This will mean much lower cycling hours than usual as a consequence. However, my rationale for doing this is to be stronger for when I start My base plan after the 8-10 weeks. I will no doubt lose some base but hope to get this back fairly quickly in the base phase, with the gym work providing the foundation to increase my ‘ceiling’ which is quite low. (I excel at SST, but struggle >125% ftp workouts).

1 Like

A full on strength program is great but you can get some real benefits both on the bike and for normal day-to-day life by just doing 10 or 15 minutes of core work 3 to 4 times a week. This can be fit in in to almost any lifestyle without cutting into the training time you already have available.

Long term, it depends a bit on your lifestyle but if you’re sedentary other than the time you ride (e.g. desk job, no other exercise), some off the bike strength and mobility work is necessary for long term health. Decades of only cycling will eventually take a toll.


First off, do a strengths/weaknesses/opportunities/threats analysis of your cycling and you goals.

Theres no one true way for anything, but if your primary goal is to cycle faster its likely 8h of cycling will get you there quicker.

To decide if strength is a weakness, have a look at Chad’s strength targets for cyclists.

Then weigh it up against all your other challenges; consistency, sleep, nutrition…and so on. If youre missing 20% of a 5h trainjng week, increasing it to 8h may not be effextive.

Remember that strength training is a secondary, supporting activity to cycling, you absolutely cannot swap an hour if ine for an hour of the other and expect equivalent benefits.

1 Like

With only 8 hours to train I would focus my time on the bike over the gym.

What type of racing do you do?

Take a look at coach Chad’s strength training benchmarks - on those are you already strong enough for your discipline?

I hadn’t been in the gym for more than 10 years but in 15min 2-3x/wk I went from worse than any of the levels to meeting the Level 2 benchmarks in four months of offseason with limited impact on my cycling workouts. I gained ~2-3 lbs. seemed like a good trade off for an MTB racer.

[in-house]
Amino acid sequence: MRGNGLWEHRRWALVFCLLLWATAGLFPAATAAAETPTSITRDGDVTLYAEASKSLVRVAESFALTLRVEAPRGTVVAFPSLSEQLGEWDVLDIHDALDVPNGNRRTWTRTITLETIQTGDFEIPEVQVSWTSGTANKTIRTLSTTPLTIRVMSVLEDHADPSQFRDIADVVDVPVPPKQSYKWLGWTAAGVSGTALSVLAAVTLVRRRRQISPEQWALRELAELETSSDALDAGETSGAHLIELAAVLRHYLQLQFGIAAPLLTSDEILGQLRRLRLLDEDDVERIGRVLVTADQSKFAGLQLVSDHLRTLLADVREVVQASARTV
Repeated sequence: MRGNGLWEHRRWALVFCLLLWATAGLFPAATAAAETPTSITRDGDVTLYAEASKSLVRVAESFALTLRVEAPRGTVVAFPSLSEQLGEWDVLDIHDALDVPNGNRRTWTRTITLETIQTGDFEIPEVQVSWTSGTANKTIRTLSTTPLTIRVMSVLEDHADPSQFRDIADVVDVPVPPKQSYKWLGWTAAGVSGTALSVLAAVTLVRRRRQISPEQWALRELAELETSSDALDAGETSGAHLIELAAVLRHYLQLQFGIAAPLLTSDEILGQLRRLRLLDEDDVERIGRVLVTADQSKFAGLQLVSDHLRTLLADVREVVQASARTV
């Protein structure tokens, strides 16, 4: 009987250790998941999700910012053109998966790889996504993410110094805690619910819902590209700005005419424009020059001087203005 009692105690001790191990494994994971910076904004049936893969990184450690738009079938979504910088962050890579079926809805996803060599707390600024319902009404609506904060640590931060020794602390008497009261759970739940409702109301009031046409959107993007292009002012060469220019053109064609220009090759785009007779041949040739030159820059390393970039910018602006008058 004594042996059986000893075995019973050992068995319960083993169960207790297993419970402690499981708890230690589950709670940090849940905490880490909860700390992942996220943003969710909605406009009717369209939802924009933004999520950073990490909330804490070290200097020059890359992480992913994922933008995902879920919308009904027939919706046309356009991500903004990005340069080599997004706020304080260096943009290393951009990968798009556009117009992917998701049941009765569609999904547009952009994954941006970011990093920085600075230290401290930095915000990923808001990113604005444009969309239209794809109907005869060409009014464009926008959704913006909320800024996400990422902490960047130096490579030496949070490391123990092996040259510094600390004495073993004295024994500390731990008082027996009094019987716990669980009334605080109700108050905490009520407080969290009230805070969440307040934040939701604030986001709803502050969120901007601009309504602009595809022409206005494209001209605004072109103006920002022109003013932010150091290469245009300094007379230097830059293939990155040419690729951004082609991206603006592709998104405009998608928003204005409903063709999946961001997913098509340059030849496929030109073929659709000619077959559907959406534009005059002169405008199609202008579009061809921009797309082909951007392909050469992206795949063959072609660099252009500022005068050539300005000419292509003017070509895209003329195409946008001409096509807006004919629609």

1 Like

A very very big thanks to all of you who took the time to reply - greatly appreciated.

After reading Chad’s recommendations it turns out I’m plenty strong (ie Sprinter). Maybe it comes from having easy access to weights but my conclusion is that perhaps I should dial down on the weights and focus more on the bike.

If I have the time and feel fresh I’ll probably squeeze in some gym time during my base/build phases that are fast approaching.

Again, big thanks for your help!


Everyone will find their best option.

I would suggest if you opt for an off season of weights (Say 10 weeks) , as many advise, that you stick to it and trust the plan. There will be plenty of time (42 weeks) to get riding build gains on the bike.

I am doing this for first time ever this year. Dropping probably >50 hours of riding over 10 weeks (Compared to my usual at this time of year). I won’t know until well into next year whether this has been worthwhile But if I don’t experiment I’ll never know.

Thats good. I would just look for stuff like squats not too heavy, so you get the posterior chain benefit without taxing the legs too much. I do 5x5 session (30mins), squats at only about 75% bodyweight for example.

Season wise I think focussing on strength in the winter, then paring back as you start base, and minimising diring build and speciality can be a good idea.

1 Like

I personally try to get in 2 strength sessions a week and 2 mobility sessions. Depends how I’m feeling, if I’m tired I skip the strength and do some mobility. I’m trying to play the long game, sure I could just ride all the time but I feel a lot better when I’m functionally strong.
I try to fit the strength days at the end of Tuesday and Thursday so I get a full day off ( except Wednesday petit ride)
Like I said it works for me and makes me feel better.